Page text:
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HomeFarming NewsConcerns over dog beach ban in west
Catherina Cunnane
Catherina Cunnane
Catherina Cunnane hails from a sixth-generation drystock and specialised pedigree suckler enterprise in Co. Mayo. She currently holds the positions of editor and general manager at That's Farming, having joined the firm during its start-up phase in 2015.
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Concerns over dog beach ban in west

A number of Mayo readers have contacted That’s Farming to raise concerns over new byelaws regarding dogs’ access to beaches in the county.

Since Wednesday, June 1st, 2022, dogs are not permitted in the Blue Flag, and/or lifeguarded areas of Blue Flag and Blue Flag candidate beaches during the summer bathing season.

That is according to Mayo County Council, which has confirmed that the measure will remain in place for the bathing season until September 15th, 2022.

According to the council, dogs can be walked on leads in the dog areas and on the whole beach outside of the 12 pm to 6:30 pm bathing times.

The updated law – which That’s Farming gained access to a copy of (Beach Bye-Laws for THE Administrative Area of Mayo County Council – states that this can only occur under three conditions.

These are:

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  • All dog fouling is removed and deposited in a suitable receptacle;
  • The dog is on a leash at all times;
  • The dog is not causing annoyance, danger or nuisance to any person or chasing, injuring, or disturbing any animals, birds, or other creatures on the beach.

However, the council has confirmed that some exceptions will apply.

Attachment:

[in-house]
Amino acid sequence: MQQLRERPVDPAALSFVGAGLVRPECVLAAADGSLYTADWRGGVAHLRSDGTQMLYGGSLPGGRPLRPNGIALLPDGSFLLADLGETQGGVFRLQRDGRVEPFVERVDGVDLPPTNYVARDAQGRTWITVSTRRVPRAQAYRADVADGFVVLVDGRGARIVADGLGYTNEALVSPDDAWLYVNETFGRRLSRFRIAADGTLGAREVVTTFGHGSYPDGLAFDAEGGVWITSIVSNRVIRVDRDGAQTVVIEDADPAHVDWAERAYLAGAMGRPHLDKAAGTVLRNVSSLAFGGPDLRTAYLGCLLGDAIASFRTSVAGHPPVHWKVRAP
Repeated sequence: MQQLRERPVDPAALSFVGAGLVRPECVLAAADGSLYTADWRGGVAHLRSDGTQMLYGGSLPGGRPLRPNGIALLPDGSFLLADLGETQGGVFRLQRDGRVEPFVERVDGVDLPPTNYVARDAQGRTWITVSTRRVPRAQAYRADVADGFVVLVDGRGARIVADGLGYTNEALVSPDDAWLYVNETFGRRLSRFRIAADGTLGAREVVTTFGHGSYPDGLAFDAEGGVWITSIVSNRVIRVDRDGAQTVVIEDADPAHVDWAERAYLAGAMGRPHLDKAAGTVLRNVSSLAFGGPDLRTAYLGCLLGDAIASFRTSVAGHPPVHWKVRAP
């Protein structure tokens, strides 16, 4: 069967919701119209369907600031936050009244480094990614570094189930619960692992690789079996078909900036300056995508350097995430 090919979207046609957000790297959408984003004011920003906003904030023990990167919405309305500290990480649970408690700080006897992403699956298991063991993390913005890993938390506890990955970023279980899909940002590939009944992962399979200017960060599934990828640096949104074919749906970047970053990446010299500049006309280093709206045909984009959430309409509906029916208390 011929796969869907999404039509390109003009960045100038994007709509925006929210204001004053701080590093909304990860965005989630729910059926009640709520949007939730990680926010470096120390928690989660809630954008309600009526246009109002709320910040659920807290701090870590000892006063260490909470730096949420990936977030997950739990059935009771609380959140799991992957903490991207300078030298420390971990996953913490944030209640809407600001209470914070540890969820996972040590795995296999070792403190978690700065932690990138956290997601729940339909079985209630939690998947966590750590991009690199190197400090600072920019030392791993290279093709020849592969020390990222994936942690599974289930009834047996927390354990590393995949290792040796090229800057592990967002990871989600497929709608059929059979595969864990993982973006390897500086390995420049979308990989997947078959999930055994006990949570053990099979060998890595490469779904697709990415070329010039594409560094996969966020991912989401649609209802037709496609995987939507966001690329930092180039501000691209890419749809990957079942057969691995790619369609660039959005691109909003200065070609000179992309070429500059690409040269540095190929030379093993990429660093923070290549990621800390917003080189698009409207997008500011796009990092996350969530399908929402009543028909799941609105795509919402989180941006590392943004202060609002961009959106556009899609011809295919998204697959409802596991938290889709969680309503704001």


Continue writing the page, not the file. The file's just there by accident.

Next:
Guide dogs, dogs kept by An Garda Siochána or the Customs and Excise Service in executing their duties, are exempt from this bye-law.

In a brief statement, a spokesperson for Mayo County Council said:

“Let’s all work together to keep our beaches clean and safe for everyone to enjoy.”

According to the council, Blue Flag and Blue Flag Candidate Beaches to which dog prohibition applies:

  • Old Head;
  • Clare Island;
  • Carrowmore;
  • Dooega;
  • Dooagh;
  • Mulranny;
  • Keem;
  • Keel;
  • Dugort;
  • Elly Bay;
  • Mullaghroe;
  • Ross Killala;
  • Bertra;
  • Golden Strand.

According to the documentation, under the Local Government Act 2001, an offender can receive an on-the-spot fine of €75 for breach of the bye-laws or for breach of any condition(s) of a permit issued under these bye-laws.

A fine or no more than €2,000 on summary conviction may apply.

According to the council, the offender, under these bye-laws, may be prosecuted by the council or by An Garda Síochána.

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